Likes & Dislikes


Libya - market scene - f.e. photo

,, Local people are living in a state of anarchy, without a government of any type, without any sort of investment to create (legal) jobs.
It is practically impossible to travel from one city to the next town without an armed escort.
Permanent problems with electricity, running water, and waste disposal?
A traveler (like anybody else there) may catch a stray bullet or a bomb fragment through no personal action or inaction.
What are prospering?: the illegal arms trade, the slave trade, and people-smuggling.

Many locals openly say that Qaddafi was a dictator, but what is there now is worse..(2019)




Libya - market - f.e. photo

Libya - Tripoli - gift shop - s.v. photo



Libya - Tuareg band in the Sahara - n.g. photo


Lybia - national flag

Destination in brief

Libya in brief
Libya is an Arab country located in North Africa, in the so-called Maghreb region. Neighbors: Algeria (west), Tunisia (northwest), Niger, Chad, Sudan (south), Egypt (east) - Libya has the longest Mediterranean coastline of any African country (1,770 kilometers or 1,100 miles long).
Libya was an Italian colony between 1911 and 1947. The country became officially independent as a kingdom in 1951.
Size: 1,760,000 km² (679,400 mi²) - almost 90% of the country’s territory is covered by desert. – The Libyan Desert is the harshest, driest (it can go decades without any rain), most remote region of the Sahara.
Capital city: Tripoli – 1.1 million (2020) - Tripoli is a Greek word that means “three cities” – It is also known as the “Mermaid of the Mediterranean” for its turquoise waters and whitewashed buildings. Given the current warlike conditions, a nickname like “Cruella de Vil of the Mediterranean” would be more appropriate, although the city’s “medina” (old town) is still delightful to visit.
Population: 6.8 million (2020) – 90% live in less than 10% of the country’s territory, primarily along the coast.
Languages: Arabic – and different dialects of Berber – English is widely spoken
Religions: 97% Sunni Muslim - Alcohol consumption is prohibited in Libya!
Political & Economic situation (April 2020):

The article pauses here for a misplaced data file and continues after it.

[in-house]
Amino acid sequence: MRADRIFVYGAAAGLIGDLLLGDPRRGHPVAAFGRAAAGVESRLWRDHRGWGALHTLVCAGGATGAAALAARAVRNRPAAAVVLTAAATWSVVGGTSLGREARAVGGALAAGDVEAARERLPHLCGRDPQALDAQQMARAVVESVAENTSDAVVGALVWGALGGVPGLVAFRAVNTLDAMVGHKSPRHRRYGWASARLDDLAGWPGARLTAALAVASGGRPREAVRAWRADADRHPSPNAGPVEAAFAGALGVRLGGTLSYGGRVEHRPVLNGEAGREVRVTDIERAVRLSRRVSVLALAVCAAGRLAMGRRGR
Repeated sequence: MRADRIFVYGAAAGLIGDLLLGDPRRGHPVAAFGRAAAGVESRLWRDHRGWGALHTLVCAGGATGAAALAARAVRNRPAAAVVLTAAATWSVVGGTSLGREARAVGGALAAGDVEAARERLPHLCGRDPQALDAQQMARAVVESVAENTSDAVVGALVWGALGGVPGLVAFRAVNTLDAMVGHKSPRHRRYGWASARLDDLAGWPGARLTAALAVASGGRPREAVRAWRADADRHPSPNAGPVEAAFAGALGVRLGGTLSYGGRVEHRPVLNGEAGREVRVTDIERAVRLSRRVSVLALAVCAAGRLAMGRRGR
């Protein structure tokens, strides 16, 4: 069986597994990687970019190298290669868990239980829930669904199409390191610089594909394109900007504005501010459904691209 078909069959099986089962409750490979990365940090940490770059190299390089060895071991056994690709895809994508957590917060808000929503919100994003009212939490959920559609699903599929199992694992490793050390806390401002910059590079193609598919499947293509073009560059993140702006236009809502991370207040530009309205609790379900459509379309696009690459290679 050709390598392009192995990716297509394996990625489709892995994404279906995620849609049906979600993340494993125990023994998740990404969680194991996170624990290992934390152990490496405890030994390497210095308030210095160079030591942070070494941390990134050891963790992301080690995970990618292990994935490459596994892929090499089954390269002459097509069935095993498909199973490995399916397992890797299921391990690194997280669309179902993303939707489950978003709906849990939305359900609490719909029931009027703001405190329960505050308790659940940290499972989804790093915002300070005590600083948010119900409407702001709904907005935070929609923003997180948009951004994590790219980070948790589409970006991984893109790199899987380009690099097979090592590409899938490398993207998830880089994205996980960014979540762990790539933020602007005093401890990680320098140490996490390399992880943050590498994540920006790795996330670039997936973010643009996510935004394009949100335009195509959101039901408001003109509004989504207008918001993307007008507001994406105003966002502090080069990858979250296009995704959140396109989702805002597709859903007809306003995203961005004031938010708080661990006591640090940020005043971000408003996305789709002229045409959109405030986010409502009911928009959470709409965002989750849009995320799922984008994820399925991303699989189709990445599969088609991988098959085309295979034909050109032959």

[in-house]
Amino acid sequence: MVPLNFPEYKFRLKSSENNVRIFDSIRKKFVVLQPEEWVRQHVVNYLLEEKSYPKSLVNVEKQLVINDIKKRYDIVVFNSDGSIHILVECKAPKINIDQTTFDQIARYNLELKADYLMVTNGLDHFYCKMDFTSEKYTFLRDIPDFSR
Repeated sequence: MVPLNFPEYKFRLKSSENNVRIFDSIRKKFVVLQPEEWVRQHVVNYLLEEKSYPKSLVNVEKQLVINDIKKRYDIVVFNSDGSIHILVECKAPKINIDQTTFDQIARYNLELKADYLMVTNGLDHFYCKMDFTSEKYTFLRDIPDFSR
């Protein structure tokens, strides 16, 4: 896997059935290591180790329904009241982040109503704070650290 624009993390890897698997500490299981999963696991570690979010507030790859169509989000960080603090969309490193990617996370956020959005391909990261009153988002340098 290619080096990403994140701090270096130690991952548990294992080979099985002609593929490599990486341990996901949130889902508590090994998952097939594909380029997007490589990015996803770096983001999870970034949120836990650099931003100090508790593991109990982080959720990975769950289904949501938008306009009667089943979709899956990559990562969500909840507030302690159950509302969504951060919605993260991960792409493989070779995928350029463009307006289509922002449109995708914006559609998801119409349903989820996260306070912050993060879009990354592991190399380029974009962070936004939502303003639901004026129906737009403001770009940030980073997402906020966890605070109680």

Formally a republic. The adjective “democratic” has not typically been an accurate one to describe Libya’s political system throughout its history.    
The economy largely depends upon revenues from the oil sector, which contribute practically all export earnings and represent 80% of the country’s GDP. These oil revenues and a small population have given Libya the highest nominal per capita GDP in Africa for many years, until the total security and political chaos that followed the ouster of the dictator Muammar Gaddafi changed that in 2011. Many people in Libya have no nostalgia for Gaddafi’s dictatorship, but they often regret that the high standard of living and generous social benefits of his era have gone to pot.
Libya currently has two different governments, although only one of them is recognized as the legitimate government by the rest of the world (the adversary being the so-called Libyan National Army).
Libya imports about 80% of its food.
Currency: Libyan dinar (LYD)
Average net monthly salary: 1,560 USD (2020)
Most common surname: Ali
Libyan tea looks like thick black syrup. It is mostly prepared by women, and its thickness comes from the very high concentration of tea leaves and sugar they use.
Security (May 2020): Because of ongoing armed conflict throughout the country (a real civil war), it is not recommended to visit Libya as a tourist at all. The combatants do not typically target tourists, but there is still a high risk of getting caught in the crossfire, or being at the wrong place, at the wrong time when a terrorist attack happens.
Even the high crime rate (most of all, muggings) is a severe problem. Arms possession among civilians, criminals naturally included, is very common.
Since local authorities are mostly made up of non-professionals, disagreements and problems are common when they deal with foreign visitors (mainly diplomats or businessmen). In such cases, it is essential to get help from a well-informed and well-connected local.
When to go? Do not go!
Top tourist attractions (in peacetime):
Archeological sites, ruins of ancient Phoenician, Greek and Roman cities: Sabratha, Leptis Magna, Cyrene
The rock-art sites of Tadrart Acacuc, the old town of Ghadames (“the pearl of the desert”), Red Castle in Tripoli



Libya - Tripoli - Medina - s.v. photo

Libya - scars of the civil war - s.v. photo



Libya - old man with bulbous nose - s.v. photo

Libya - old lady - f.e. photo

Libya - Tripoli - this man is a writer, poet and historian - s.v. photo

Lybia - n.g. photo

Libya - Tuareg man in the Sahara - n.g. photo


Leptis Magna Theatre

Libya - Al Khums - Leptis Magna Theatre - s.v. photo

Libya - Al Khums - Leptis Magna - Arch of Tiberius and Arch of Trajan - s.v. photo

Libya - Al Khums - Leptis Magna - Market - s.v. photo


Libya - Zawiya District - Ancient Columns of Sabratha - s.v. photo


Libya - Arch of Marcus Aurelius is in the ancient town of Oea, now Tripoli - s.v. photo

Libya - Tripoli - Italian colonial architecture (in front) - s.v. photo

Libya - Tripoli - a residential neighborhood - s.v. photo

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